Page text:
Identifying potential drug candidates by way of coupling luciferase gene expressions and the interaction of TREM2, TYROBP proteins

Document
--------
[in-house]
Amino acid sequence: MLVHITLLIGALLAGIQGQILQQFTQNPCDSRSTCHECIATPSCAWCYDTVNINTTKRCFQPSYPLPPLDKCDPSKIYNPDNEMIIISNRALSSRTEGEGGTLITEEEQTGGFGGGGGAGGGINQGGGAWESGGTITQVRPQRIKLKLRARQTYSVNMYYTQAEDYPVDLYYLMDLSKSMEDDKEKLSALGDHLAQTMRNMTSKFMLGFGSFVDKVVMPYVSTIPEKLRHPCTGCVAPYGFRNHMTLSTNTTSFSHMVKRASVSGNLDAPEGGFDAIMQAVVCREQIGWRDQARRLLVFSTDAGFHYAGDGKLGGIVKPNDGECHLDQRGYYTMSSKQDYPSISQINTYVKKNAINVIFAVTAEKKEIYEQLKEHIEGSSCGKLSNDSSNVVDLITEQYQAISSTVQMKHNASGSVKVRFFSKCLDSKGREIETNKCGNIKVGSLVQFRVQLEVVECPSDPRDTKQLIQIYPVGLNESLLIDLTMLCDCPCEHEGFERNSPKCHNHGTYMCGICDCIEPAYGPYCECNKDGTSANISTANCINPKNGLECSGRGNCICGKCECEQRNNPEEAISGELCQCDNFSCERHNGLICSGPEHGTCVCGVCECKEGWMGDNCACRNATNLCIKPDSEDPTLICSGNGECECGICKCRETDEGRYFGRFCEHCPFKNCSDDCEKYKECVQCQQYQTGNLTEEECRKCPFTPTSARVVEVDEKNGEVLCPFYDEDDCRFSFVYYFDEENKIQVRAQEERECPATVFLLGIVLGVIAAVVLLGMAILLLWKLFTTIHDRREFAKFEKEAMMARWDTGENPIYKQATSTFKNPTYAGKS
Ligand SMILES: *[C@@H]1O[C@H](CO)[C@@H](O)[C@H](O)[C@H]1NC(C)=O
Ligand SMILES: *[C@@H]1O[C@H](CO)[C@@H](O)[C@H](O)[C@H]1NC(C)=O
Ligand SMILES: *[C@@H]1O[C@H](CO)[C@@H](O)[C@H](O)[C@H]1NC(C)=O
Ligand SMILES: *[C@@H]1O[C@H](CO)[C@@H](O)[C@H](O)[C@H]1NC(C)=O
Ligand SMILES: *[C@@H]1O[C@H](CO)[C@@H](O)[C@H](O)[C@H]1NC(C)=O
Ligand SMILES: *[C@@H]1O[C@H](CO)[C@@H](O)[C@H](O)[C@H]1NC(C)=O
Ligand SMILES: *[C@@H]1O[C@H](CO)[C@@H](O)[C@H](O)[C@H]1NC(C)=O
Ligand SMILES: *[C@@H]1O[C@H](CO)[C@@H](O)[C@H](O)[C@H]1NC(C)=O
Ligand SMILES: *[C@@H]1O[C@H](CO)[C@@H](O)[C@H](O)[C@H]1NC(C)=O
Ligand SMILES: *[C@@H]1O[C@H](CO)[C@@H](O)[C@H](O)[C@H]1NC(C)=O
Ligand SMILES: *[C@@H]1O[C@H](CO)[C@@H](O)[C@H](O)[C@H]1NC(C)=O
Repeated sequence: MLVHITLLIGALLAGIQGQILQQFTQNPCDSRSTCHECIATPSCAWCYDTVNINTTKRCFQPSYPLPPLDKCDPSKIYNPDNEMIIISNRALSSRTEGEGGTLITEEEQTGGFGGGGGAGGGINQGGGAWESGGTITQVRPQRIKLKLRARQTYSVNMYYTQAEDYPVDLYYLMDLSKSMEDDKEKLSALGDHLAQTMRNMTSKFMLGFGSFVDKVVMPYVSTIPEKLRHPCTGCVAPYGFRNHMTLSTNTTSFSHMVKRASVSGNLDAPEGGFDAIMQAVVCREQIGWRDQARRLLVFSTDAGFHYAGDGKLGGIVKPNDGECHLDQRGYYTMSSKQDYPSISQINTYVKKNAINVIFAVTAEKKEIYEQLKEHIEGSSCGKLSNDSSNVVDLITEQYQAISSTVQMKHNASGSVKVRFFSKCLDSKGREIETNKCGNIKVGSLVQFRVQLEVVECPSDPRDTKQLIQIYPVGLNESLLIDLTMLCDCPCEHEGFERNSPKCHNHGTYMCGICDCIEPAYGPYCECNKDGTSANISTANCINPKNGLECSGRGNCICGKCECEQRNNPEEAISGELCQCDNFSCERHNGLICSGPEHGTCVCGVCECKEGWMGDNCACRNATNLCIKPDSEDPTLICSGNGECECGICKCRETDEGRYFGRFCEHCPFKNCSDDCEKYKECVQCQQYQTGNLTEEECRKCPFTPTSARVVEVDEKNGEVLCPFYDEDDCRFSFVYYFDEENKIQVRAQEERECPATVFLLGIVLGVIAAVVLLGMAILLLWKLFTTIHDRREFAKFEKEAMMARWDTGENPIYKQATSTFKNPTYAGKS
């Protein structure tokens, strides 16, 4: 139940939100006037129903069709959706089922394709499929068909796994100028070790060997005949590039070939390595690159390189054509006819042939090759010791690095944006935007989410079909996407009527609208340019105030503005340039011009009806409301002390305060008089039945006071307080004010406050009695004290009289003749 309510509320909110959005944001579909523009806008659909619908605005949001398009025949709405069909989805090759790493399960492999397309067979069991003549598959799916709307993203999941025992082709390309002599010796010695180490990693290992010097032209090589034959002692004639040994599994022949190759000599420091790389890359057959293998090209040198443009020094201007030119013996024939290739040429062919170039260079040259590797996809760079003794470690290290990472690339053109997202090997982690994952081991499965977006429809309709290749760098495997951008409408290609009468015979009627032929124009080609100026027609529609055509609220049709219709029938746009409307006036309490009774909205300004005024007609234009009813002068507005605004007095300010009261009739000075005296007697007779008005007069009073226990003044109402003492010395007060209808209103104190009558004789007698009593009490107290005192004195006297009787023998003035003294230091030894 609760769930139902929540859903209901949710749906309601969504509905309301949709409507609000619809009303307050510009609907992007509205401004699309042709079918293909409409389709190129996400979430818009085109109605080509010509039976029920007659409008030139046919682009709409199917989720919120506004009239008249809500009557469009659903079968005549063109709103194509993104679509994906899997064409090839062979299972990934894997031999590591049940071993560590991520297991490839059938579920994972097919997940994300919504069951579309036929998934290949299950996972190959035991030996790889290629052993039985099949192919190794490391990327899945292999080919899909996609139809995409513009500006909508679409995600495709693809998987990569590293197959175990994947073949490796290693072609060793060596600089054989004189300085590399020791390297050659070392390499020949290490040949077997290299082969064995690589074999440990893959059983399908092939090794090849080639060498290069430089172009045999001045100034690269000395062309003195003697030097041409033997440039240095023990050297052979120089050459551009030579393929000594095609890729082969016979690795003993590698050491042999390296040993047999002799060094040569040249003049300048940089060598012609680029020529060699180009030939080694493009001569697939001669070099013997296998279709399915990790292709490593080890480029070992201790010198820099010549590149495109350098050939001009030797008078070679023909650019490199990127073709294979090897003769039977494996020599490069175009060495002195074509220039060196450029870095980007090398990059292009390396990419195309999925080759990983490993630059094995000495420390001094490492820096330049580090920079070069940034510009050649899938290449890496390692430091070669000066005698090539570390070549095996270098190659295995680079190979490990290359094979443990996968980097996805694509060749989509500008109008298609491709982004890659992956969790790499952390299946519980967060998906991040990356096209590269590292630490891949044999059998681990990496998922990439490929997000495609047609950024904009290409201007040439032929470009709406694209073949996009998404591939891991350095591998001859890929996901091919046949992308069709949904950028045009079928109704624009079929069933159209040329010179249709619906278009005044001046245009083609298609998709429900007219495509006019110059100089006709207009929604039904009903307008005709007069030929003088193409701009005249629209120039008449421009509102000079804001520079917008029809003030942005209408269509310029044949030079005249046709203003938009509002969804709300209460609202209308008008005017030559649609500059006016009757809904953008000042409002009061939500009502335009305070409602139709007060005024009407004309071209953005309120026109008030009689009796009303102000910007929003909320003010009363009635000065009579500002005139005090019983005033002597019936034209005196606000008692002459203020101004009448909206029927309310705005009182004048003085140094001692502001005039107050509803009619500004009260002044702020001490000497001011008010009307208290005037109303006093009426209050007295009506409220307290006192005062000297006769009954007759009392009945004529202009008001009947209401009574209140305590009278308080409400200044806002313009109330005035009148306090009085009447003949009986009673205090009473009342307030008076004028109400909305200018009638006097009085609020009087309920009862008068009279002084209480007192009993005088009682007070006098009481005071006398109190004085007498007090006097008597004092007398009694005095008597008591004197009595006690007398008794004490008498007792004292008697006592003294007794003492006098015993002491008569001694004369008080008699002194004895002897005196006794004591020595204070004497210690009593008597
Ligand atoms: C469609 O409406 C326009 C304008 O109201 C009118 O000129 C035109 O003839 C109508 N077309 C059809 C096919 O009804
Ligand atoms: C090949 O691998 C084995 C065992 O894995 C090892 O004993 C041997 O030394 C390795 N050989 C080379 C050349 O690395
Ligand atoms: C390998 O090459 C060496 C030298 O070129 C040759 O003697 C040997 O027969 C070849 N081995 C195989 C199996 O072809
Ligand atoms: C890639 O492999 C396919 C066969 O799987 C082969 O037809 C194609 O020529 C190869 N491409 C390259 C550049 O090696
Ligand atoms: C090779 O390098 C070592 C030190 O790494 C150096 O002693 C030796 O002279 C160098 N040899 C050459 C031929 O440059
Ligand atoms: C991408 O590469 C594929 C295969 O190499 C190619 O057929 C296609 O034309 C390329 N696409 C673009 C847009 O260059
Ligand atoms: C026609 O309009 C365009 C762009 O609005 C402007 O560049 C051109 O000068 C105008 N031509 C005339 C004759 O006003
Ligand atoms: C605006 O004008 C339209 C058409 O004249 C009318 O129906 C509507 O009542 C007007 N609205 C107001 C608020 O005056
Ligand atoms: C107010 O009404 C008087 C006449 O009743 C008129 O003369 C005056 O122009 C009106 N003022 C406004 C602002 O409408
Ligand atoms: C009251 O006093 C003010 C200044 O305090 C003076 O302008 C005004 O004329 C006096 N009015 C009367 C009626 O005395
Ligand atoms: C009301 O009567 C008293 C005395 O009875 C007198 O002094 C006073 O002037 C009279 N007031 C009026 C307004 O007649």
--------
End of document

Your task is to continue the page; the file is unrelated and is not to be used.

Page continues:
Alzheimer's Disease (AD) is the leading cause of dementia and is currently the sixth leading cause of death in the United States. For the past 113 years AD has seen minimal progress in delaying progression and preventing disease onset. Our strategy is to target the TREM2 (Triggering Receptor Expressed on Myeloid cells 2) protein found in microglial cells to induce activation and potentially increase uptake of toxic aggregates. For this response to happen we need to identify potential drug candidates that trigger TREM2 receptors to activate the TYROBP (TYRO Kinase Binding Protein) signaling pathway. This project was to design and construct a TREM2/TYROBP split luciferase assay. Through the use of polymerase chain reaction (PCR), restriction digestion, ligation, transformation, and transfection cloning methods our construct can be created. When the TREM2 receptor becomes agonised by an introduced drug, the receptor will move through the phospholipid bi layer until reaching close proximity to the TYROBP structure. The oxidative enzyme known as luciferase will activate its bioluminescent capabilities when the C-terminal luciferase enzyme (attached to TREM2) couples with its counterpart, N-terminal luciferase (attached to TYROBP). The luminescence produced will signify a successful triggering of the desired pathway, and the amount of luminescence produced can be used to judge a potential drug agonists effectiveness. An effective agonist of the TREM2 signaling receptor through the TYROBP signaling pathway will make for a contender in future clinical trials.